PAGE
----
7. Reddy B.S., Wang C.X., Samaha H., Lubet R. Steele V.E., Kelloff G.J., Rao C.V. Chemoprevention of colon carcinogenesis by dietary perillyl alcohol. Cancer Res Feb. 1997.

8. Von Burg, R. Limonene Journal of Applied Toxicology 15 (6):495-9 Nov-Dec. 1995
9. Hohl, RJ Monoterpenes as Regulators of Malignant Cell Proliferation. Advances in Experimental Medicine and Biology 401:137-46. 1996.

10. Lindahi T and Wood Rd Quality Control by DNA Repair. Science 286 (5446):1897-905 Dec 3. 1999.

11. Dennis JW, Granovsky M, Warren CE. Glycoprotein glycosylation and cancer progression. Biochimica et BiophysicaActa 1473:21-34.1999.

12. Taniguchi, et al. Implications of N-acetylglucosaminyltransferases III and V in cancer: gene regulation and signaling mechanism. BiochimicaEtBiophysica Acta 1455;287-300. 1999.

13. Kensler TW Chemoprevention by Inducers of Carcinogen Detoxication Enzymes. Environmental Health Perspectives 105. Suppl. 4 June 965-970. 1997.

14. van Lieshout, EMM, Bedaf MMG, Pieter M, Ekkel C, Nijhoff WA and Peters WHM. Effects of dietary anticarcinogens on rat gastrointestinal glutathione S-transferase theta 1-1 levels. Carcinogenesis19 (11) 2055-2057. 1998.

15. Galli I, Uchiyama M, Wang TSF. DNA Replication and Order of Cell Cycle Events: A Role for Protein Isoprenylation? Biol. Chem, 378 963-973 1997.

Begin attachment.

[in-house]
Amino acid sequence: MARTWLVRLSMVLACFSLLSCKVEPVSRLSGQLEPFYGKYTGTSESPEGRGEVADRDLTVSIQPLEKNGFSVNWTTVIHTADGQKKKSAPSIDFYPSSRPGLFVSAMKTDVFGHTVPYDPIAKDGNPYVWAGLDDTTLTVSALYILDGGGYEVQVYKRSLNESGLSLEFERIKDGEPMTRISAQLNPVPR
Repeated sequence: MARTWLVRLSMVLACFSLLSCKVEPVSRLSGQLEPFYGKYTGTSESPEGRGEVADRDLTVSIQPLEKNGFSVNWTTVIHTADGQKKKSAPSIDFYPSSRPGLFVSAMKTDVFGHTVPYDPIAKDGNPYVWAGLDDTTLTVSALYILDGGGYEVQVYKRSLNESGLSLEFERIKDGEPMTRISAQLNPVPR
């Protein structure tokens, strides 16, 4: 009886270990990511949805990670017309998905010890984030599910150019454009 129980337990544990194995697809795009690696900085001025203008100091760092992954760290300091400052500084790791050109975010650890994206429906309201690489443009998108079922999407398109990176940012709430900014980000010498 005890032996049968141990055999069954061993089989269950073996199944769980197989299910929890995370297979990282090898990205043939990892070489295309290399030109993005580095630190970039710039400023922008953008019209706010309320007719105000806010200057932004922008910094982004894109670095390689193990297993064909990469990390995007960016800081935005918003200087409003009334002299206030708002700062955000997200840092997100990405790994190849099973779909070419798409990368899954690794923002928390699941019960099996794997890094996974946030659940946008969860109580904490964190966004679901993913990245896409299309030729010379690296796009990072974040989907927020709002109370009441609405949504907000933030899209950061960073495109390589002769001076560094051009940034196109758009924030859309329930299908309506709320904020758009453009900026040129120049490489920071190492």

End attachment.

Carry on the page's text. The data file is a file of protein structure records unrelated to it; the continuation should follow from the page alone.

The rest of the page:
16. Yamamoto T, Taya S, Kaibuchi K. Ras-Induced Transformation and Signaling Pathway. J. Biochem. 126, 799-803. 1999.

17. Gould MN, Crowell PL, Elson CE, Ren Z. Uses of Perillic Acid Methyl Ester. United States Patent No. 5,470,877. 1995.

18. Gould, MN, Crowell PL, Elson CE. Regression of Mammalian Carcinomas. United States Patent No. 5,414,019. 1995.

19. Ripple GH, Gould MN, Stewart JA, Tutsch KD, Arzoomanian RZ, Alberti D, Feierabend C, Pomplun M, Wilding G, Bailey HH. Phase I clinical trial of perillyl alcohol administered daily. Clin Cancer Res May;4(5):1159-64. 1998.
20. Vigushin DM, Pooh Gk, Boddy A, English J, halbert GW, Pagonis C, Jarman M, Coombes RC. Phase I and pharmacokinetic study of D-limonene in patients with advanced cancer. Cancer Research Campaign Phase I/II Clinical Trials Committee. Cancer Chemother. Pharmacol. 42(2):111-7. 1998.

21 Solgar Vitamin and Herb Company. http://www.solgar.com.
22. Haag JD and Gould MN Mammary carcinoma regression induced by perillyl alcohol, a hydroxylated analog of limonene. Cancer Chemother. Pharmacol. 34:477-483. 1994.

23 Jirtle RL, Haag JD, Ariazi EA, Gould MN. Increased mannose 6-phosphate/insulin-like growthfactor II receptor and TGF-[Beta] 1 levels during monoterpene-induced regression of mammary tumors. Cancer Res 53:3849. 1993.
Previously published in Positive Health issue #53.
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By Mark A. Brudnak

See: http://cancer.lef.org/pancreatic-3.html